A small Reno company with a giant client has partnered with its counterpart in Europe to provide seamless service to customers on both sides of the pond.
The company is Oxford International, and the client is Porsche.
When the sports car maker moved its U.S. office from downtown Reno to resettle in Atlanta in 1998, it outsourced its information technology computer operations to Oxford International.
Meanwhile, Porsche tech chief Tony Chadwick helped move the behemoth automaker to its new digs in Georgia.
When that was done, he bought Oxford.
One small problem: Oxford was headquartered in New Jersey, but Chadwick called Reno home. No problem: now that he was the chief executive officer, he centered the headquarters of Oxford, formed in 1997, at the Reno location in 2002.
Oxford, with 20 permanent employees and up to 15 contract staff, supports vehicle management processes with custom-built computer systems. Its software handles every aspect of the order, sale and delivery each time a buyer purchases a Porsche. From start to end, the process is largely automated.
Although Porsche is a household name in the States, it's German at heart. And in Germany, Mieschke Hoffmann and Partner a service subsidiary of Porsche AG handles the technical aspects of purchase orders.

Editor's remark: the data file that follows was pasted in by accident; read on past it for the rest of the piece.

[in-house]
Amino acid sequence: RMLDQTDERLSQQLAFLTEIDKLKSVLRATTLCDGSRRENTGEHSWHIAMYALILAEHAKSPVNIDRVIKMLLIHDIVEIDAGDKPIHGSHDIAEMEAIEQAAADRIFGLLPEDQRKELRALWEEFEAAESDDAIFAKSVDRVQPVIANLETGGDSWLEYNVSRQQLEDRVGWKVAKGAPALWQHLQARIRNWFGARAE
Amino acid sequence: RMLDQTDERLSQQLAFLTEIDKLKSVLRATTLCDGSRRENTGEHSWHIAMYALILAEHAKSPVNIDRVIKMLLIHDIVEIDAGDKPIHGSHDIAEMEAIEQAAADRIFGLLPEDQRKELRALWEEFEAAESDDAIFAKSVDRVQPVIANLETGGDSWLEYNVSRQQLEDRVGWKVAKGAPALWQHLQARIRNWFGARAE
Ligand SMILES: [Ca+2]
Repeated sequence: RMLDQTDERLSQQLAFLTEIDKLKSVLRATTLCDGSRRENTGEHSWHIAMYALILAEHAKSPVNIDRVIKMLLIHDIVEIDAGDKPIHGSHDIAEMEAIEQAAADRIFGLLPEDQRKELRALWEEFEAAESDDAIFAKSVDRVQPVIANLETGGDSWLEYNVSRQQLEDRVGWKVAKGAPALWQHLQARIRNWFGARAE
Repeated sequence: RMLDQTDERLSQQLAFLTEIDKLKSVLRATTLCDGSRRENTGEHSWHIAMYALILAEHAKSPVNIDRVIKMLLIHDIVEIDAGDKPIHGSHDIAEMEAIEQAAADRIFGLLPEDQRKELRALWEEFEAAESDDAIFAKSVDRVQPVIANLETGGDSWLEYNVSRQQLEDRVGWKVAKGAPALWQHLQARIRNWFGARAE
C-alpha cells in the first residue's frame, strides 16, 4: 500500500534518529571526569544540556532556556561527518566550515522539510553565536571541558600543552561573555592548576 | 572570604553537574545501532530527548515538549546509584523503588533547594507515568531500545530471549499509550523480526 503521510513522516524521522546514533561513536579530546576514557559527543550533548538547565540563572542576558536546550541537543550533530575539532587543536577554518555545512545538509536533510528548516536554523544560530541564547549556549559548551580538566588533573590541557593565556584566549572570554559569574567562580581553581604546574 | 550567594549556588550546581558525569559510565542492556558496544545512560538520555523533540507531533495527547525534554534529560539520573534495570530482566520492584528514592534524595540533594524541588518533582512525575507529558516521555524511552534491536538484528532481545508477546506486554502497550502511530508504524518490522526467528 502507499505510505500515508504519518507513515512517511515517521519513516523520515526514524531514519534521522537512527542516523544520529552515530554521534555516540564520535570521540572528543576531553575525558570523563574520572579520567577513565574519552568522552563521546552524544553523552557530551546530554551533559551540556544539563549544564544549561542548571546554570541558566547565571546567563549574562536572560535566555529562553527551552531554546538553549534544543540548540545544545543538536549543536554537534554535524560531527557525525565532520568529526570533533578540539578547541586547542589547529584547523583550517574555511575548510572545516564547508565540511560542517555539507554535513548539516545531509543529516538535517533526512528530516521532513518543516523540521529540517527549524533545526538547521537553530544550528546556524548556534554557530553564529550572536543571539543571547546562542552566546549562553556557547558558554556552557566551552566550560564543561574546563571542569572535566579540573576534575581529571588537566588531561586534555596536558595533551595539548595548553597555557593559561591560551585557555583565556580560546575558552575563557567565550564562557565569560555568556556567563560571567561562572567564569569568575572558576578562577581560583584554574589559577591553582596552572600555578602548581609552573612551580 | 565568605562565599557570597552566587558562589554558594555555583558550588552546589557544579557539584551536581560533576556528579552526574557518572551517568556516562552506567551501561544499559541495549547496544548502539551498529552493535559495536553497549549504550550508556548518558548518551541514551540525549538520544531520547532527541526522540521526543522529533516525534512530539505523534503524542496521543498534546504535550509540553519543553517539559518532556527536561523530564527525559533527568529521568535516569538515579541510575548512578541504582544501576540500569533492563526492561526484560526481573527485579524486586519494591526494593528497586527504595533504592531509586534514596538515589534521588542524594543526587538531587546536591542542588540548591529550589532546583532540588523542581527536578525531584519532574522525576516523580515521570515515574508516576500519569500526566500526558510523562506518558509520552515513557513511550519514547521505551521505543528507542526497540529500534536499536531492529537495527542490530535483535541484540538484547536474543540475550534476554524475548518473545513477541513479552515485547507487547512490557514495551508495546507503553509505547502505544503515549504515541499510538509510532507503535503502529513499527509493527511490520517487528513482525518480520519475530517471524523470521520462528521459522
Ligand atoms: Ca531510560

One small problem: Porsche, which owns 70 percent of Mieschke Hoffmann and Partner, does not want it to operate in the States.
No problem: Oxford International has agreed to partner with Mieschke in providing services to clients.
Mieschke's 400 clients in Europe use a software package developed by SAP AG. Porsche has transferred many of its back-office systems to SAP and wants the same product used in the States. The partnership will enable Oxford to achieve that uniformity and serve the subsidiaries that Mieschke's European clients have in this country.
The partnering will double the workload at Oxford, says Chadwick. He expects a 50 percent increase in employment at the Reno office over the next three years.
But while Oxford staffs 24/7 to support software users throughout Europe, Asia and Australia, Porsche isn't Oxford's only job.
The company provides network support to other companies in northern Nevada. And, it converts training courses so that they can be sold as remote classes, to be taken online as Web based education.